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Halley's Comet for Kids
It visits every 75 years or so, appearing like a celestial ghost in our skies. In the past it has been a bad omen and scary object, but last time it came it was a big event around the world. What is it? Halley's Comet, the most famous comet of all.
NASA Helped Rescue Chilean Miners
In the Chilean winter of 2010 thirty-three miners were trapped half a mile below the surface. They were in a hostile environment, a confined space, reliant on supplies from outside - similar to the problems of a space mission. Find out how NASA's decades of experience helped the Chilean rescuers.
Royal Greenwich Observatory Photography 2010
An ancient tree is young compared to the center of the Galaxy. The Sun shines through dark clouds as a perfect ring in an annular eclipse. These are two of the dazzling images in the Astronomy Photographer of the Year competition 2010.
Bang! - The Universe Verse - book review
What would it take to explain the Big Bang Theory? James Lu Dunbar's "Bang!" might do it - and amuse you and your children at the same time. It's a splendid little book which tells the story of the universe in verse and appealing graphics.
Absolute Beginners - Autumn Skies
As the long days of summer slip away and the skies darken earlier, the first stars of autumn appear. The centerpiece is the Great Square of Pegasus. It's the key to other autumn sights, including the most distant object you can see without a telescope - it's a billion billion miles away.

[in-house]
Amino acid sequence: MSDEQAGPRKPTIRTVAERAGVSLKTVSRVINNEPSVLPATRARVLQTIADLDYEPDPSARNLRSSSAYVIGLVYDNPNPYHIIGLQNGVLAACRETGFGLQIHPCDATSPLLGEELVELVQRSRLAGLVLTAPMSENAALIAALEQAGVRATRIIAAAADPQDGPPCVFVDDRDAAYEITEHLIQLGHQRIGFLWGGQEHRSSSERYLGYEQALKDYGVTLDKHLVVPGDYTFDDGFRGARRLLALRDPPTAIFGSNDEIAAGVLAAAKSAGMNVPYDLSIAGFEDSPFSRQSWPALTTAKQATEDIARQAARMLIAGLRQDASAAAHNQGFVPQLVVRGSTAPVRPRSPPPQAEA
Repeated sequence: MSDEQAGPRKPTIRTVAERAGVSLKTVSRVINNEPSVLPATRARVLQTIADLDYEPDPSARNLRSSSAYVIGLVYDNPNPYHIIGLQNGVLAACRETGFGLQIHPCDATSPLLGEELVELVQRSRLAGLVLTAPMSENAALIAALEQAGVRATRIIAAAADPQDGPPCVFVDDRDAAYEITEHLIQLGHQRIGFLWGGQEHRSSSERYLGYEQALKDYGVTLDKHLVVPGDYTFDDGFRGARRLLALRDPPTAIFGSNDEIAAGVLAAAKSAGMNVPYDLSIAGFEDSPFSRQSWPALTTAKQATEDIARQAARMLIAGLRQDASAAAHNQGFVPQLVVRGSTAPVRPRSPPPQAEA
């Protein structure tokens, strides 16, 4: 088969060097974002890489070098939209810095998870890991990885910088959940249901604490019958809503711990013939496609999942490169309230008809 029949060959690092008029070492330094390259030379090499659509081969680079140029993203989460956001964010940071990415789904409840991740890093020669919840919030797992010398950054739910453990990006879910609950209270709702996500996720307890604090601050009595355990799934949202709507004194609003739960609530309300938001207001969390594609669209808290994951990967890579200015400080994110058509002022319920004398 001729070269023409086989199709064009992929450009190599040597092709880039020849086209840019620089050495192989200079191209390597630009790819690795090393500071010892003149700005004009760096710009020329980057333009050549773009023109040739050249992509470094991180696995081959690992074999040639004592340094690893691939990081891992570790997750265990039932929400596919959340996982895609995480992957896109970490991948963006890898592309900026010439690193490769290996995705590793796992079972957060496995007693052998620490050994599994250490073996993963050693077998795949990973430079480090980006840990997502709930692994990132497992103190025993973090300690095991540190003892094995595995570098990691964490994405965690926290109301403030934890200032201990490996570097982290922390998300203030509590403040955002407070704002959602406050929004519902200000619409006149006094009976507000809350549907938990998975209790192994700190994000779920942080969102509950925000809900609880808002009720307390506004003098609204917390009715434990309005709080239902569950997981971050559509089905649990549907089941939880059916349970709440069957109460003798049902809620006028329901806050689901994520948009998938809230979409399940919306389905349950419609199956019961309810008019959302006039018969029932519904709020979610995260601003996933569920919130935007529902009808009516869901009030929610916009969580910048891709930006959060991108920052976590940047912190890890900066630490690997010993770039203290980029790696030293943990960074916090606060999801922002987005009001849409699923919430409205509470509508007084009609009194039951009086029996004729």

Every 75 years or so a very special member of the Solar System swoops close to the Sun, becoming visible in our skies like a cosmic ghost. Read about Halley’s Comet, the most famous comet of all.
Absolute Beginners - Seeing Mars and beyond
Three beautiful planets - Mars, Jupiter and Saturn - are all visible to the unaided eye. If you have binoculars or a telescope, you can also see some of the moons and other features. Here's a beginner's guide to the planets which lie beyond Earth.
Jupiter Facts for Kids
It's the king of the Roman gods and comet-killer, containing two and a half times the mass of all the other planets put together and with the shortest day of any planet in the Solar System. It's Jupiter! Find out more.
One planet in the Solar System dominates the others, so it's fitting that it's named for Jupiter, the king of the Roman gods. Jupiter has moons galore and monster storms, and it spins so fast that its day is only ten hours long.
Astronomy Fun on Bellaonline
Need a break from what you're doing? Want to test your astronomy vocabulary and knowledge? Find out about astronomy games, quizzes and jigsaws on BellaOnline.
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